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Public seminar “Play to Learn – the Key to Early Childhood Education” hosted by Yew Chung College of Early Childhood Education (YCCECE) was successfully held on 22 January 2019

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A long-time pioneer and expert in Early Childhood Education (ECE) since 1932, Yew Chung was the first in Hong Kong to introduce the revolutionary concept of learning through play. As part of its relentless pursuit of promoting play-based and child-centred learning, Yew Chung College of Early Childhood Education (YCCECE) proudly hosted the public seminar “Play to Learn – the Key to Early Childhood Education”, advocating for better understanding of high quality “play”, and the importance of parent engagement and community support for our youngest members of society. Three distinguished ECE experts namely Professor Kathy Sylva, Professor Soyoun Bae, and Ms Nicky Weir shared insights on what “play” really means and how it is fundamental to young children’s holistic development at the seminar.

Over 600 ECE practitioners and leaders, special education professionals, social workers, parents and friends of the media enthusiastically gathered at the Yew Chung International School on 22nd January. The evening seminar opened with a welcoming by Professor Shen Shir Ming, President of YCCECE, who then introduced Professor Kathy Sylva, Professor of Educational Psychology from the University of Oxford, and member of the Board of Governors of YCCECE, to the stage. During her Keynote “Supporting Young Children’s Development through Quality Play”, Professor Sylva presented a large-scale study in Europe, the Effective Preschool, Primary and Secondary Education (EPPSE) project, which followed 3000 children from age 3 to 16. The longitudinal research demonstrated not only the enduring impact of high quality preschool on children’s later life, but also the unique and powerful effects of the Home Learning Environment. So what parents actively do with their children (e.g. storybook reading, visiting the museum or library) is more important that who they are in terms of socio-economic status and education levels. Prof Sylva also shared another piece of research evaluating a mobile phone App, EasyPeasy, which provides many ideas of simple and playful learning for parents to play with their young children. Through the “Towers of Hands” example, Professor Sylva showed that children could develop many cognitive pre-academic abilities (e.g. mathematics, language and spatial awareness) as well as essential 21st century skills (e.g. self-regulation, problem-solving, critical thinking, creativity etc.), while joyfully playing with their parents.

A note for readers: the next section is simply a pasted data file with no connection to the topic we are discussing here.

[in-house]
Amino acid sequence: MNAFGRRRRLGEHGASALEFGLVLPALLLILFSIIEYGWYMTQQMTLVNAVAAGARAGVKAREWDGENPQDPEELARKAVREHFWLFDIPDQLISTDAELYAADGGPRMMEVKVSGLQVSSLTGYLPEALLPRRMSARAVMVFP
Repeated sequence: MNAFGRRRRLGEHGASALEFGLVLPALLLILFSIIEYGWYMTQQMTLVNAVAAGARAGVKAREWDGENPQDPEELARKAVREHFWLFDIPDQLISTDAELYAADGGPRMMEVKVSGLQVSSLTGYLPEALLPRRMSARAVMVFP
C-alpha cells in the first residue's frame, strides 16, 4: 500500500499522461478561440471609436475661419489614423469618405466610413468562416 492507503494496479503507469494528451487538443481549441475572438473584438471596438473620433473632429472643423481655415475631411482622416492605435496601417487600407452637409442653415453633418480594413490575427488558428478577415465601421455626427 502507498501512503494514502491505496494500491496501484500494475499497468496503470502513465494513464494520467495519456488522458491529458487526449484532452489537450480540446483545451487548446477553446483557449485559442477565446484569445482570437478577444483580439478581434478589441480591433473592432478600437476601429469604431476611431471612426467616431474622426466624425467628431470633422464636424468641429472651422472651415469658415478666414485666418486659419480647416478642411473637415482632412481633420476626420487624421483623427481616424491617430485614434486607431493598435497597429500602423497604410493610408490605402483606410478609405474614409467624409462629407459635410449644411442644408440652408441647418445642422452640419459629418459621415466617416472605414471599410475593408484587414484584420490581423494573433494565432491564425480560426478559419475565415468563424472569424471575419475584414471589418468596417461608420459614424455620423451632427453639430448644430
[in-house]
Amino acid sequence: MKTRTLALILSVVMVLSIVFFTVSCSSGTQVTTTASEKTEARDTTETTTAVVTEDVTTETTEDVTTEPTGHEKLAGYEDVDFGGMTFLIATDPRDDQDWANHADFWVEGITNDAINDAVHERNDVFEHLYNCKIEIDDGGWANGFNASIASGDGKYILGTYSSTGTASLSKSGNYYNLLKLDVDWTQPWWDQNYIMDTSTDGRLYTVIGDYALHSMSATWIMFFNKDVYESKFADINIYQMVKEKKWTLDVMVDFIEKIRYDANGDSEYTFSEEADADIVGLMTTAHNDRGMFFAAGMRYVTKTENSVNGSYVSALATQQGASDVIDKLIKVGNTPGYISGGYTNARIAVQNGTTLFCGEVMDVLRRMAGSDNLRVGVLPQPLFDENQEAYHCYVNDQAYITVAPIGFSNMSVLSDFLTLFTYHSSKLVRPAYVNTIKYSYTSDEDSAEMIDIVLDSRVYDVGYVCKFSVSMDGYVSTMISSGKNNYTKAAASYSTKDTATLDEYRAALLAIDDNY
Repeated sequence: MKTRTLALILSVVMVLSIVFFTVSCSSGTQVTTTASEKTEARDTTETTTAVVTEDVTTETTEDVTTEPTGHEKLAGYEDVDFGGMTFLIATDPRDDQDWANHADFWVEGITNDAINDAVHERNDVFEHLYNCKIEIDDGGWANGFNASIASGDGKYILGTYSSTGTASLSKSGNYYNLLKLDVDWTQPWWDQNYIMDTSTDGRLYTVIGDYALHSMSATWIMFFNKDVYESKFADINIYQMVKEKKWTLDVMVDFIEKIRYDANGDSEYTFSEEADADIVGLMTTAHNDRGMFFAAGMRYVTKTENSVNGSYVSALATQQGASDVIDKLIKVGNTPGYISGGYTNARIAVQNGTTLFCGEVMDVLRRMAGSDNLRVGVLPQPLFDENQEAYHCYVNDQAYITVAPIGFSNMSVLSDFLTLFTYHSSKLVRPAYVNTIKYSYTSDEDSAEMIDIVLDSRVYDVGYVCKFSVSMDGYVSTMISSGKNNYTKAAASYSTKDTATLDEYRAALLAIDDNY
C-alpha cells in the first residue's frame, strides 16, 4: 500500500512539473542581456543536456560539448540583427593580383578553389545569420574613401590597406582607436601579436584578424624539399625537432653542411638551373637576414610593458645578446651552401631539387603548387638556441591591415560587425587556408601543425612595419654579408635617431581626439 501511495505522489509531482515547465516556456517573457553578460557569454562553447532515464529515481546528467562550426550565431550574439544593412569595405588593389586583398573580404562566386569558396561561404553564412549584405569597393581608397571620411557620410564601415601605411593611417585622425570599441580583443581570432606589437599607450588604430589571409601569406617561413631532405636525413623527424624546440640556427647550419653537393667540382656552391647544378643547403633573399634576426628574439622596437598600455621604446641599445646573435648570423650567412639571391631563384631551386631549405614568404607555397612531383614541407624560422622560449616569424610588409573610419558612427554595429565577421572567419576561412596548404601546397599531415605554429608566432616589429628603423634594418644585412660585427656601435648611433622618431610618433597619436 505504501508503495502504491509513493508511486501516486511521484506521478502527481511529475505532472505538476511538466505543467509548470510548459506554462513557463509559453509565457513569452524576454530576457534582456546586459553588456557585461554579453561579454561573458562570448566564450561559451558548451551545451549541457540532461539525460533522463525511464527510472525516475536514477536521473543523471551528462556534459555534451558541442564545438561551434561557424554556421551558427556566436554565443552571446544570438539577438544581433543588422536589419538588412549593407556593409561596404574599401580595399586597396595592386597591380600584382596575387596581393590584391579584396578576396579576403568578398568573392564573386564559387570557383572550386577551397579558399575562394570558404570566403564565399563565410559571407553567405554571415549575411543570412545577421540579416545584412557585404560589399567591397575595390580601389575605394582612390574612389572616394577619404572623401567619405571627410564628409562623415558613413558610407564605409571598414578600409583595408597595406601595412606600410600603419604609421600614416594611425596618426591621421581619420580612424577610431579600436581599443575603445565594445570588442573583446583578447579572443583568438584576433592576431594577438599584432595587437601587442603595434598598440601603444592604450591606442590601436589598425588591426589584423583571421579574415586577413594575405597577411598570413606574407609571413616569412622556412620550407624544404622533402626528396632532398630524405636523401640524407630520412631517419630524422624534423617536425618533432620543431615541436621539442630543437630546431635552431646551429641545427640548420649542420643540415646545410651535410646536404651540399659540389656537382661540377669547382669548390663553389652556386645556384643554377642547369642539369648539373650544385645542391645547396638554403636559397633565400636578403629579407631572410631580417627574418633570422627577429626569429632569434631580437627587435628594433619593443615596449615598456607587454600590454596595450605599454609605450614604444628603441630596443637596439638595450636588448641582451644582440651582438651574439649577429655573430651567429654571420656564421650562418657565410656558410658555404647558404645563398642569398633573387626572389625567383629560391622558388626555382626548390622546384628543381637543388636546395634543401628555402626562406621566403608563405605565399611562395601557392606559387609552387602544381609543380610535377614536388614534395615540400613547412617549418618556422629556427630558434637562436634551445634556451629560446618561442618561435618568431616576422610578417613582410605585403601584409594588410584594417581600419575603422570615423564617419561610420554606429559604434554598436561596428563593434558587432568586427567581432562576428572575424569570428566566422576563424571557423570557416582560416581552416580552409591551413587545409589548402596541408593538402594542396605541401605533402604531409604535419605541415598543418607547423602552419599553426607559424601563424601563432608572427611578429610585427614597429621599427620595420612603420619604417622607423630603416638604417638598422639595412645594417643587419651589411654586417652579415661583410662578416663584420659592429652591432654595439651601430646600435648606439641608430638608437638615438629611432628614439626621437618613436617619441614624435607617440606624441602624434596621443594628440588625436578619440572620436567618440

The second speaker was Professor Soyoun Bae, the YCCECE Dean of Studies and the International President of PECERA (Pacific Early Childhood Education Research Association). She suggested educators should be aware of the different levels of environmental influences on children’s development, in which parents and caregivers undoubtedly play a dominant role. Through building partnership with families and communities, learning their needs, and helping them to understand the significance of play in children’s development and learning, educators could greatly improve children’s learning conditions.

Ms Nicky Weir was the third and final speaker of the seminar. She introduced the Yew Chung Early Childhood Development Centre and its advocacy role in improving the lives of young children in Hong Kong. As the Centre Director, Ms. Weir shared various programmes the Centre plans to implement in their effort to connect and support the healthy development of young children, such as the Centre’s flagship programme – Hong Kong’s first “Discovery Space” – an innovative learning-though-play hub for children that will debut in June 2019. She also introduced various effective and relevant Community Education and Professional Development opportunities.

Through the facility and courses, Ms Weir and her team strive to assist parents and caregivers in gaining knowledge on quality ECE, as well as minimising their doubts and worries regarding ECE. By creating precious memories and guiding parents and caregivers to explore and experience the world through their child’s “eyes”, the Centre aims to help forging close-knitted families, enabling children to have a holistic and all-rounded development.

Finally, all three speakers were invited back on stage for a Q & A session. The audience engaged in a thought-provoking dialogue, posing questions such as “How to make sure children are school-ready while they can still enjoy their childhood?” and “Would Discovery Space be open to public?”. The speakers expressed that play has a more notable role in children’ lives, as play is a component that sparks children’s interest and curiosity in learning, an effective method for learning practical skills, also a means that brings a family closer together. They believed having a strong and trusting relationship with their caregivers allow children to authentically reflect their challenges in life, which is beneficial to their all-rounded development. Ms Weir also reassured the audience that YCECDC and the DS would be open for all families, Kindergartens, Child Care Centres, Special Child Care Centres in Hong Kong.

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